The Hobbit book isn't a prequel as it was written long before the LotR books but Tolkien did go back and made some changes in order for it to fit with the LotR story. HE also did consider to rewrite much of it in order for the style to match LotR but he eventually abandoned that idea.

    The PT would not exist without Star Wars and much of the story/plot/characters was created long after Star Wars was finsihed. That makes them prequels. I don't think calling them something different will make a huge change in what people feel about them, those that like them will still like them and those that don't will still not like them.

    I happen to like X-Men First Class and if someone tries to bash them by calling it "a prequel" then I won't mind. My like for a film isn't dependent on what others like or dislike. And it still is a prequel so why would I try to pretend otherwise? Giving it a different label won't make change the minds of those that don't like it so why bother? And that it was created after the original film and not planned ahead of time, why should that matter to wheter or not I like a film? If it is good and I like it then great, the exact detail of it's origin might be interesting but won't really change how I feel about the film.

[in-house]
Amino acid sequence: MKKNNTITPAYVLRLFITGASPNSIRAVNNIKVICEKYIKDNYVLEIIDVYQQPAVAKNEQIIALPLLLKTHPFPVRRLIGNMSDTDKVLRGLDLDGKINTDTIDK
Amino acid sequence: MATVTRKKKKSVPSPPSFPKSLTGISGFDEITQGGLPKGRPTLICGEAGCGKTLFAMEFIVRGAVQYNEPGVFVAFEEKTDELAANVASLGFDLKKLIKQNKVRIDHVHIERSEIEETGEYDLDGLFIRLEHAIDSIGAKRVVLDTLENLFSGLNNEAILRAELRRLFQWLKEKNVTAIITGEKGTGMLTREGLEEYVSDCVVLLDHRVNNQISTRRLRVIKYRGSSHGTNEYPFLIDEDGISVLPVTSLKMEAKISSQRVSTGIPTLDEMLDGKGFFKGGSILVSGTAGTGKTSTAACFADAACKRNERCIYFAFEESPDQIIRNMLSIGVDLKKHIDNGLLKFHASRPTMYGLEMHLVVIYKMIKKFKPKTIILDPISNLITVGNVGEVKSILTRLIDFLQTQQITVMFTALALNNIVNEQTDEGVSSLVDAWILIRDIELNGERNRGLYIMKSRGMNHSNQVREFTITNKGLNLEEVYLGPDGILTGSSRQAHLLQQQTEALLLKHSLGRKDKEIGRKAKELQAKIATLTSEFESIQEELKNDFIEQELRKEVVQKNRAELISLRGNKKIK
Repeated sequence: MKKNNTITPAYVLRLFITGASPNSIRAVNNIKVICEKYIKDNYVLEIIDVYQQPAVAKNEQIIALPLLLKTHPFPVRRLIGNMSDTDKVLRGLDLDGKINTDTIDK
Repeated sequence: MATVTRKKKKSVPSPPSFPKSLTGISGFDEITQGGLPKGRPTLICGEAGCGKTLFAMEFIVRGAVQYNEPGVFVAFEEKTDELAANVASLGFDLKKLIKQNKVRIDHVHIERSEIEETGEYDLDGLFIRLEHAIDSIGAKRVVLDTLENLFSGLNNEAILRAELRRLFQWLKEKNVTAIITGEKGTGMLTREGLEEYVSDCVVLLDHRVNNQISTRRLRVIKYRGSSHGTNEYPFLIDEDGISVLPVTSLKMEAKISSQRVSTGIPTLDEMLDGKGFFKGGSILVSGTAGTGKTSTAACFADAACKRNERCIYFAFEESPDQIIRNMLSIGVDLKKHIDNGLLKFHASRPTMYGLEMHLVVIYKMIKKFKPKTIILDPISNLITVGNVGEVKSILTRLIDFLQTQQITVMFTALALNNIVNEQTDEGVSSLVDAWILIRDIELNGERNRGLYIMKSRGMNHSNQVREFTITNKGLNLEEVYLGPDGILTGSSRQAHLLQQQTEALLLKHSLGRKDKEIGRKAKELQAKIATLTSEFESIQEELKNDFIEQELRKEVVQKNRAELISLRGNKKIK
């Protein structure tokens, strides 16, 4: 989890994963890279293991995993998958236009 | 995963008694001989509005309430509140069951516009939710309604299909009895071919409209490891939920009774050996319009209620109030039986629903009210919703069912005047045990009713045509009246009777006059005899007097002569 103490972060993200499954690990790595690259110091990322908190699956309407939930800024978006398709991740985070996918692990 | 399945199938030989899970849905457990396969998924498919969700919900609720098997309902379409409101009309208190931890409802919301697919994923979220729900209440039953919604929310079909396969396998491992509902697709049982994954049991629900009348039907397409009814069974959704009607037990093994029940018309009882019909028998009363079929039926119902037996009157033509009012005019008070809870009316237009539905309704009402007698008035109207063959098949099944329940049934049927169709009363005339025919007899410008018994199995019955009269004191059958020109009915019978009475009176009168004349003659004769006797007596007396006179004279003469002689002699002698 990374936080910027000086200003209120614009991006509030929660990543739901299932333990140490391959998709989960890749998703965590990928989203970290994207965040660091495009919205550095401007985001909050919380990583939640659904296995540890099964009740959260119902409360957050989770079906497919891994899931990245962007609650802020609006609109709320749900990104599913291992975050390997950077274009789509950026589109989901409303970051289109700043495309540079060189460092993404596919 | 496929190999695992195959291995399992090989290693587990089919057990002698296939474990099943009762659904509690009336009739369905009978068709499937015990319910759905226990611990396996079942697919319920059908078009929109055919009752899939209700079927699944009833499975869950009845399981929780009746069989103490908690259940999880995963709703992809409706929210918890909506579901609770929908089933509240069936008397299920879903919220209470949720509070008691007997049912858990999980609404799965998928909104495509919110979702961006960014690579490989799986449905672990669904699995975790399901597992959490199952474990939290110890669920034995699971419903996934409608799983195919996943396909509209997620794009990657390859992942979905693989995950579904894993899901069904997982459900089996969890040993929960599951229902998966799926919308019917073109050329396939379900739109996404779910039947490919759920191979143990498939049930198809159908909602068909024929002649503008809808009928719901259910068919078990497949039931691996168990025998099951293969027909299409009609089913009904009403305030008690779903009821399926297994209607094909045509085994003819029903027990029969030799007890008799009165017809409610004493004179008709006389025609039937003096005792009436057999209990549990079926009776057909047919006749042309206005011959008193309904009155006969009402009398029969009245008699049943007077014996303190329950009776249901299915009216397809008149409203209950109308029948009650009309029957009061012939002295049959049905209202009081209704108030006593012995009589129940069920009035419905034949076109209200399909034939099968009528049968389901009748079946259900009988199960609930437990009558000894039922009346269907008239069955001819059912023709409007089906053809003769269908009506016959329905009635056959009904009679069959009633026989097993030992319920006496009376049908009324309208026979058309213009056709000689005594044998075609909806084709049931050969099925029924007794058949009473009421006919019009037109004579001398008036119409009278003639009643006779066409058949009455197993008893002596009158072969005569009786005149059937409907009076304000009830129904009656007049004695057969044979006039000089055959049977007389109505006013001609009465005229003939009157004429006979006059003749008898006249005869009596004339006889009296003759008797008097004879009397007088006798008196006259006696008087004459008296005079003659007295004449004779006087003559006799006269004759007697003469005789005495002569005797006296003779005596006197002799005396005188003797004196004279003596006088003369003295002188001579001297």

Bye for now.
    The Guarding Dark
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  16. son_of_skywalker03

    son_of_skywalker03 Jedi Master star 4

    Dec 7, 2003
    Since when is the OT a "necessity" to watch the PT? All the people that watched the PT first would tend to disagree with that assessment.
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  17. Samuel Vimes

    Samuel Vimes Jedi Master star 4

    Sep 4, 2012
    I think you misunderstand, you don't have to have seen the OT before seeing the PT but watching just the PT will give not a very satisfying end.
    The bad guys win and all seems lost. But there are also clear set ups that the story contiunes.
    It would be like watching just ANH and ESB and NOT seeing RotJ. This will leave you hanging and with several things unresolved.

    So RotJ is a "necessity" to ANH and ESB in the same way as the OT is a "necessity" to the PT.

    Bye for now.
    Old Stoneface
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  18. Lars_Muul

    Lars_Muul Jedi Grand Master star 6